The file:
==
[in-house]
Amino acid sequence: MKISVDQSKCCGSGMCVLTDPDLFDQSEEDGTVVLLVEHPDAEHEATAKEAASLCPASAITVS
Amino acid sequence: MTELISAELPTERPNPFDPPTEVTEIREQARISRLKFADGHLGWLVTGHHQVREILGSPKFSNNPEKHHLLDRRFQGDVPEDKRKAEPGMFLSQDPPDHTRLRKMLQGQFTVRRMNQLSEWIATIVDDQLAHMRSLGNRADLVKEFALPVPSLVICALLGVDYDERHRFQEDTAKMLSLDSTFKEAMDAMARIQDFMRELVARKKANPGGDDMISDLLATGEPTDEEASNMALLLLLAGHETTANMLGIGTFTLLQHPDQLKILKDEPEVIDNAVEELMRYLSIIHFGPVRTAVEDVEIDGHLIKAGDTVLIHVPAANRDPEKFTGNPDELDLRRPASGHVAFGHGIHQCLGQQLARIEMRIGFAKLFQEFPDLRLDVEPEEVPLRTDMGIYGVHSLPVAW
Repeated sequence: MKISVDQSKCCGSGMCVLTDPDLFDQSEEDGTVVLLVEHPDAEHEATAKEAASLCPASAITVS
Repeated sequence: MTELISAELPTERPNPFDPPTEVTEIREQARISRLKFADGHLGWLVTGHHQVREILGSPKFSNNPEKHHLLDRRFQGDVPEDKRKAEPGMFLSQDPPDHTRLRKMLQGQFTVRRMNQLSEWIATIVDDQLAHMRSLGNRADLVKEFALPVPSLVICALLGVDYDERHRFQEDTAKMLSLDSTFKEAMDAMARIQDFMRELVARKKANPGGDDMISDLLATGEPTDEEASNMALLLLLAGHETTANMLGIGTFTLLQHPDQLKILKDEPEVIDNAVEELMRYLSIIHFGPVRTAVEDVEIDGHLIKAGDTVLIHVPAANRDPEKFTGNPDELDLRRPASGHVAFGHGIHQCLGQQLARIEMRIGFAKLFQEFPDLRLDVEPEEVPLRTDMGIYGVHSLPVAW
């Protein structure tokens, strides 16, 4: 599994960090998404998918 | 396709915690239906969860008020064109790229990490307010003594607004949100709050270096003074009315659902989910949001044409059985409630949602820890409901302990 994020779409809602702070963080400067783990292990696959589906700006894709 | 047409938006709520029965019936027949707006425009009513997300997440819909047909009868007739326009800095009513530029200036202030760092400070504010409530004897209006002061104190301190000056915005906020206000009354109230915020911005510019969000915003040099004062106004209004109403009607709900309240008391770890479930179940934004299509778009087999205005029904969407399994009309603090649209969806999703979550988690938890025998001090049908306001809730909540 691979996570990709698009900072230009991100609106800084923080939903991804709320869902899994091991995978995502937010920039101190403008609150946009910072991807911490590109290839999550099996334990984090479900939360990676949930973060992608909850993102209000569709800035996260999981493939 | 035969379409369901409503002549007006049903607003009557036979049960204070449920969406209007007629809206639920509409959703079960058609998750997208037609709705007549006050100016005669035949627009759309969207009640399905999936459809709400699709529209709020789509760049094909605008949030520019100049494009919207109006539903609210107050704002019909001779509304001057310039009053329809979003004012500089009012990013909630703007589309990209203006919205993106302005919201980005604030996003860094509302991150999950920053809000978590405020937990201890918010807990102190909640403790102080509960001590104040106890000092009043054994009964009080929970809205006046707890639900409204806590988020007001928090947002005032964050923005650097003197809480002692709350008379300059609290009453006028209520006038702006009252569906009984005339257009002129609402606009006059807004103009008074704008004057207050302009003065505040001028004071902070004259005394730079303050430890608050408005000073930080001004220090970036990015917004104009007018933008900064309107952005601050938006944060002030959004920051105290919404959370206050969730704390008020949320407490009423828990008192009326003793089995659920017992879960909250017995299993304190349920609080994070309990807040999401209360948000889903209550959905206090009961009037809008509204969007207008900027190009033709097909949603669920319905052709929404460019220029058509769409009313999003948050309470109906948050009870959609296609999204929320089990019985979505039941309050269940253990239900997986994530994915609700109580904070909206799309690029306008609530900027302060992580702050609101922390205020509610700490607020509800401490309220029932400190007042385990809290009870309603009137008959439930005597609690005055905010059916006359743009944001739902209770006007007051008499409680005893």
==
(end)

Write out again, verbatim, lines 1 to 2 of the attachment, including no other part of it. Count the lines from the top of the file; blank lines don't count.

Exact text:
[in-house]
Amino acid sequence: MKISVDQSKCCGSGMCVLTDPDLFDQSEEDGTVVLLVEHPDAEHEATAKEAASLCPASAITVS